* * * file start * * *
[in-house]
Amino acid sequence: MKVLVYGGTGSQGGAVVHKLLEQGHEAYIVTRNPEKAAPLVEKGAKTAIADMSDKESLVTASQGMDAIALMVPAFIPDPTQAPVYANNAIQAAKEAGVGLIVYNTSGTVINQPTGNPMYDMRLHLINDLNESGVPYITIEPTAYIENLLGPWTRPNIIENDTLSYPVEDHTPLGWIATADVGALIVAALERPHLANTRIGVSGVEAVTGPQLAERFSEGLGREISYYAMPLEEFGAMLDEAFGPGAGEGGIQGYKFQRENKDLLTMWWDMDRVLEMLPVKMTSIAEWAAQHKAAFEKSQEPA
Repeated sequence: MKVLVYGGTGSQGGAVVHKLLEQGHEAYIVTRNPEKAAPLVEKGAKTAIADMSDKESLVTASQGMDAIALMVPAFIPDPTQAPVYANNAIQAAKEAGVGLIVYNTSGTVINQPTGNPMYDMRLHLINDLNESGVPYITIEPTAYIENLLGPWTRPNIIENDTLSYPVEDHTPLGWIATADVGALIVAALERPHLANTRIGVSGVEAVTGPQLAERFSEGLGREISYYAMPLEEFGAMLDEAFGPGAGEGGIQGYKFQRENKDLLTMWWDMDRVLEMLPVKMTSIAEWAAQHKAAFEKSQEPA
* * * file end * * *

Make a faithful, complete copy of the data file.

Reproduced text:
[in-house]
Amino acid sequence: MKVLVYGGTGSQGGAVVHKLLEQGHEAYIVTRNPEKAAPLVEKGAKTAIADMSDKESLVTASQGMDAIALMVPAFIPDPTQAPVYANNAIQAAKEAGVGLIVYNTSGTVINQPTGNPMYDMRLHLINDLNESGVPYITIEPTAYIENLLGPWTRPNIIENDTLSYPVEDHTPLGWIATADVGALIVAALERPHLANTRIGVSGVEAVTGPQLAERFSEGLGREISYYAMPLEEFGAMLDEAFGPGAGEGGIQGYKFQRENKDLLTMWWDMDRVLEMLPVKMTSIAEWAAQHKAAFEKSQEPA
Repeated sequence: MKVLVYGGTGSQGGAVVHKLLEQGHEAYIVTRNPEKAAPLVEKGAKTAIADMSDKESLVTASQGMDAIALMVPAFIPDPTQAPVYANNAIQAAKEAGVGLIVYNTSGTVINQPTGNPMYDMRLHLINDLNESGVPYITIEPTAYIENLLGPWTRPNIIENDTLSYPVEDHTPLGWIATADVGALIVAALERPHLANTRIGVSGVEAVTGPQLAERFSEGLGREISYYAMPLEEFGAMLDEAFGPGAGEGGIQGYKFQRENKDLLTMWWDMDRVLEMLPVKMTSIAEWAAQHKAAFEKSQEPA